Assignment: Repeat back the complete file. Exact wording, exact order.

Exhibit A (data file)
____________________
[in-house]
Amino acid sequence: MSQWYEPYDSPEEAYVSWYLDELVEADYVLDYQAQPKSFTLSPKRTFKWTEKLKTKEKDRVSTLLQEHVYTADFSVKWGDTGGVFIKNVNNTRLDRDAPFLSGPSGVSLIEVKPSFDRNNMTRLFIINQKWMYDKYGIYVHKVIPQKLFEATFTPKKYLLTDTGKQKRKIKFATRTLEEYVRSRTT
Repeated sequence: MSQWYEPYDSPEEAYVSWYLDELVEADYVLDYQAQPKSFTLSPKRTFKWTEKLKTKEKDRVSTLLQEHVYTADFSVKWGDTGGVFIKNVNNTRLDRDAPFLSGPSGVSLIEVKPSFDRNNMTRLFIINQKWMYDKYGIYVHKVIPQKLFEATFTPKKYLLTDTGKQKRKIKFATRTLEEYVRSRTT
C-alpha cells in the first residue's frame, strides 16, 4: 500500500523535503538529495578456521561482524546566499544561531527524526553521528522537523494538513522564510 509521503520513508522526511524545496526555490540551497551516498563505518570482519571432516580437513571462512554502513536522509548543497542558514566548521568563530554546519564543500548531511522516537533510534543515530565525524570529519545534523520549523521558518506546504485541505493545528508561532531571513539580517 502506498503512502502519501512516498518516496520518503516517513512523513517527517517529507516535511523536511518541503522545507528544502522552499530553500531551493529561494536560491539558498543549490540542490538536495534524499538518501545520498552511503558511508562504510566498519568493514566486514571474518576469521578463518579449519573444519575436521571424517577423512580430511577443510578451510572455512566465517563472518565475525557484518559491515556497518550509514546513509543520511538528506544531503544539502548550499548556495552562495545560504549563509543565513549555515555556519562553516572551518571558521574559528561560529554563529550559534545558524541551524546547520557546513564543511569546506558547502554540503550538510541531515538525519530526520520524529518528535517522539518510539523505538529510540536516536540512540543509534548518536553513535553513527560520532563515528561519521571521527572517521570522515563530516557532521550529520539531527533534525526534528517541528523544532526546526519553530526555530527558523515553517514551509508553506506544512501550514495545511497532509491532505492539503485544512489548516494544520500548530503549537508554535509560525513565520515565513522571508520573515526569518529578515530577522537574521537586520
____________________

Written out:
[in-house]
Amino acid sequence: MSQWYEPYDSPEEAYVSWYLDELVEADYVLDYQAQPKSFTLSPKRTFKWTEKLKTKEKDRVSTLLQEHVYTADFSVKWGDTGGVFIKNVNNTRLDRDAPFLSGPSGVSLIEVKPSFDRNNMTRLFIINQKWMYDKYGIYVHKVIPQKLFEATFTPKKYLLTDTGKQKRKIKFATRTLEEYVRSRTT
Repeated sequence: MSQWYEPYDSPEEAYVSWYLDELVEADYVLDYQAQPKSFTLSPKRTFKWTEKLKTKEKDRVSTLLQEHVYTADFSVKWGDTGGVFIKNVNNTRLDRDAPFLSGPSGVSLIEVKPSFDRNNMTRLFIINQKWMYDKYGIYVHKVIPQKLFEATFTPKKYLLTDTGKQKRKIKFATRTLEEYVRSRTT
C-alpha cells in the first residue's frame, strides 16, 4: 500500500523535503538529495578456521561482524546566499544561531527524526553521528522537523494538513522564510 509521503520513508522526511524545496526555490540551497551516498563505518570482519571432516580437513571462512554502513536522509548543497542558514566548521568563530554546519564543500548531511522516537533510534543515530565525524570529519545534523520549523521558518506546504485541505493545528508561532531571513539580517 502506498503512502502519501512516498518516496520518503516517513512523513517527517517529507516535511523536511518541503522545507528544502522552499530553500531551493529561494536560491539558498543549490540542490538536495534524499538518501545520498552511503558511508562504510566498519568493514566486514571474518576469521578463518579449519573444519575436521571424517577423512580430511577443510578451510572455512566465517563472518565475525557484518559491515556497518550509514546513509543520511538528506544531503544539502548550499548556495552562495545560504549563509543565513549555515555556519562553516572551518571558521574559528561560529554563529550559534545558524541551524546547520557546513564543511569546506558547502554540503550538510541531515538525519530526520520524529518528535517522539518510539523505538529510540536516536540512540543509534548518536553513535553513527560520532563515528561519521571521527572517521570522515563530516557532521550529520539531527533534525526534528517541528523544532526546526519553530526555530527558523515553517514551509508553506506544512501550514495545511497532509491532505492539503485544512489548516494544520500548530503549537508554535509560525513565520515565513522571508520573515526569518529578515530577522537574521537586520